High Seat (Lake District)

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High Seat
High Seat.jpg
High Seat above the village of Watendlath. By Ann Bowker.
Highest point
Elevation608 m (1,995 ft)
Prominence124 m (407 ft)
Parent peakHigh Raise
Coordinates54°33′07″N 3°06′14″W / 54.552°N 3.104°W / 54.552; -3.104Coordinates: 54°33′07″N 3°06′14″W / 54.552°N 3.104°W / 54.552; -3.104
High Seat is located in Lake District
High Seat
High Seat
Location in Lake District, UK
LocationCumbria, England
Parent rangeLake District, Central Fells
OS gridNY287180
Topo mapOS Explorer OL4

High Seat is a fell in the centre of the English Lake District. Despite being below 2,000 ft it is the highest point for about 5 miles in any direction; a consequence of the curious fact that the centre of the district is lower than the surrounding parts.


The main watershed of the Central Fells runs north-south, with Bleaberry Fell forming the northern end of the ridge. High Seat is the next fell to the south, before the land falls to High Tove.

High Seat sends out the spur of Dodd to the north west, separated from the body of the fell by Ashness Gill — a feeder of Watendlath Beck. Oddly, by the time the Gill reaches the famed viewpoint of Ashness Bridge, it has actually become Barrow Beck. The western flank here is clad in broadleaved woodland, but further south along Watendlath Beck this gives way to rock. Reecastle Crag being the principal face.

The southern boundary of the fell is formed by Raise Gill on the western side of the ridge and Shoulthwaite Gill in the east. To say that they drain The Peewits — the hideous bog on the ridge to High Tove — would be untrue, but they are fed by it. Shoulthwaite Gill does not head due east for Thirlmere as might be expected, but turns due north to form the eastern boundary. It is cut off from the reservoir by the lower parallel ridge of Raven Crag and High Rigg and instead makes a beeline for the River Greta. Mere Gill, one of its many tributaries forms the north eastern edge of High Seat. This flows from a point on the ridge to Bleaberry Fell which bears the name of Threefooted Brandreth: (a brandreth being the word for a three-legged stand in an oven on which a griddle was placed when cakes etc. were baked.[1])

Litt's Memorial[edit]

Below Threefooted Brandreth on the eastern slope, sitting on a shallow saddle above Mere Ghyll is the Litt's Memorial. On 9 March 1880 John Litt was following the Blencathra Foxhounds when he inexplicably fell behind and failed to return. A search party found his body at that place the following day. As recorded in the "English Lakes Visitor and Keswick Guardian" for March 1880:

Man found dead on the mountains – Early on Wednesday morning it was reported that two men, named John Litt and John Vickers, who had been following the Blencathra hounds the previous day had not returned. Litt had been last seen on the bog about 200 yards west of Raven Crag where he had been, with other, resting and watching the hounds in the valley below. … Although he seemed somewhat fatigued he did not complain, and the hunters, absorbed in the chase did not look behind. When his absence from home was known a number of willing volunteers went to search for him. … Mr David Powley at once proceeded to Mr Oliver, the shepherd on Castlerigg Fell, who probably was the last person in Litt’s company, and the two immediately struck for the point where Mr Oliver parted from the deceased. They took a dog with them and it found the body not fifteen yards from the place they were making to. The searchers were: Messrs C. C. Thompson, Thos. Hodgson (Station Road), J. W. Grisdale, Thos. Harrison, David Powley, Joseph Bouch, Geo. Atkinson, Isaac Wren, Joseph Bristo, Benjamin Hodgson, A. G. Pettit, and Wm. Wood.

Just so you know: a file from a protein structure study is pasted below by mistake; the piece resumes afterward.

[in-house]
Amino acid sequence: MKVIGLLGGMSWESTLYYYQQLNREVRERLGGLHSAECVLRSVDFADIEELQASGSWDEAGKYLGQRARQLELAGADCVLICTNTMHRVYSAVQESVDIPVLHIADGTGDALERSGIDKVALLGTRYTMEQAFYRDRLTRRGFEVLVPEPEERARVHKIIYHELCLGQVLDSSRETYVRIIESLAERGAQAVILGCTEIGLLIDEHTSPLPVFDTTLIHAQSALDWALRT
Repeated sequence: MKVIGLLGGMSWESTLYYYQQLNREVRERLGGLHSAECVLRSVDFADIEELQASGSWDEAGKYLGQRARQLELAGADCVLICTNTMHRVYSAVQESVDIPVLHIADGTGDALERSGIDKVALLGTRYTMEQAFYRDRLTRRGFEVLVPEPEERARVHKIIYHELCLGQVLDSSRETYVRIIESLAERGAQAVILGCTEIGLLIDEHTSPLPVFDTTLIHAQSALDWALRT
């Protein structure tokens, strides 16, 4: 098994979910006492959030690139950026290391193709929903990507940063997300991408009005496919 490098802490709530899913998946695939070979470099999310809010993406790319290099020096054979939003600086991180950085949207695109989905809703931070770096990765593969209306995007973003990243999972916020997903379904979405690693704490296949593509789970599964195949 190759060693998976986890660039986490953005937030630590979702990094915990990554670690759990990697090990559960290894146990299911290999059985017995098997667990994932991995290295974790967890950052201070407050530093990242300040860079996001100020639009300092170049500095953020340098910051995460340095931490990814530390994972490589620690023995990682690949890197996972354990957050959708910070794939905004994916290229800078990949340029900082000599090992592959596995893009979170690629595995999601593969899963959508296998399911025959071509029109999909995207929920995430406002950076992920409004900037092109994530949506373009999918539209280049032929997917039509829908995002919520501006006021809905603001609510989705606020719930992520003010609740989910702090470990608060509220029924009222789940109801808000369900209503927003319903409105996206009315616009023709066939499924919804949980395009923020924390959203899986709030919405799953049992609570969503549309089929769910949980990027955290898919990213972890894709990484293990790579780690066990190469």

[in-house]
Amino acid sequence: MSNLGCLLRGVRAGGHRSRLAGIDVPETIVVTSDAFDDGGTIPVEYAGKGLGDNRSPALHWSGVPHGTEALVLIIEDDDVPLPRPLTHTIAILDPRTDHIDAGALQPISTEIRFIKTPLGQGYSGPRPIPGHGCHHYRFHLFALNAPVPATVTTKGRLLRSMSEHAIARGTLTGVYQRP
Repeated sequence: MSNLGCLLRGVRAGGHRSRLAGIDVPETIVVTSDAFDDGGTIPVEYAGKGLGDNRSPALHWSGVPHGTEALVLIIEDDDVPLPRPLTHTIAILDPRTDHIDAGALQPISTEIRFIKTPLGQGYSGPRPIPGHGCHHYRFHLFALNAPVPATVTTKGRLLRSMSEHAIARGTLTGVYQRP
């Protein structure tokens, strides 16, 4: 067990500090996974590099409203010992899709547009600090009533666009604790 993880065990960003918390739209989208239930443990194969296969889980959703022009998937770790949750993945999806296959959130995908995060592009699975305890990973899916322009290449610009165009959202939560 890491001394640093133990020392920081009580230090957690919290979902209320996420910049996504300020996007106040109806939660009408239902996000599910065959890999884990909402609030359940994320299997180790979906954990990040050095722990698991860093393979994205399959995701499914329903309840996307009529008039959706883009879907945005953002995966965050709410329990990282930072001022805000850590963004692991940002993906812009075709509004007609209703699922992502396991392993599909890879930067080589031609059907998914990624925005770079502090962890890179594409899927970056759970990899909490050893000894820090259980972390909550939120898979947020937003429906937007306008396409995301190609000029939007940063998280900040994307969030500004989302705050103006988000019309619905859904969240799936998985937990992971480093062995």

The memorial consists of two upright stones, one bearing a round plate inscribed 'In memory of J Litt who died March 9, 1880'. The second stone bears a faint inscription.[2]


The summit is covered by peat, overlying the plagioclase-phyric andesite lavas of the Birker Fell Formation. There is a small bed of volcaniclastic sandstone to the south while the northern slopes are predominantly garnet-bearing porphyritic andesite.[3]


The upper part of the fell, in excess of a mile square, is soft, peaty and drab. The exception is the ridge itself, which is considerably wetter. A fence runs along the ridge, a useful guide in mist and occasionally necessary for bog bouncing. The summit is set on a small rock platform with an Ordnance Survey column. A rocky knoll (called Man) stands on the other side of the fence. The views are extensive due to the central location and a lack of higher neighbours. The Helvellyn range is seen end to end, together with a panorama of high fells on the other side of the ridge from Crinkle Crags in the south to Blencathra in the north.[2][4]


By parking near Ashness Bridge on the road to Watendlath, access to the western side of the ridge can be gained at high level. Ashness Gill can be followed upwards through increasingly wet country until a final bee-line is made for the summit. From further up the road at the base of Reecastle Crag a more direct line is possible, or the climb can be made from Watendlath itself, first ascending High Tove via the zig-zags. The direct ascent noted by Wainwright from the hamlet appears to have access problems.

Eastern approaches begin on the A591 at Rough How Bridge, making a start along the secluded valley of Shoulthwaite before heading up the fellside in the vicinity of Mere Gill.[2][4]


  1. ^ Lynn Linton, E (1864). The Lake Country. Smith Elder & Co, London. page 193, footnote 12.
  2. ^ a b c Wainwright, A (1958). A Pictorial Guide to the Lakeland Fells, Book 3 The Central Fells. Westmorland Gazette.
  3. ^ British Geological Survey: 1:50,000 series maps, England & Wales Sheet 29: BGS (1999)
  4. ^ a b Mark Richards: The Central Fells: Collins (2003): ISBN 0-00-711365-X

See also[edit]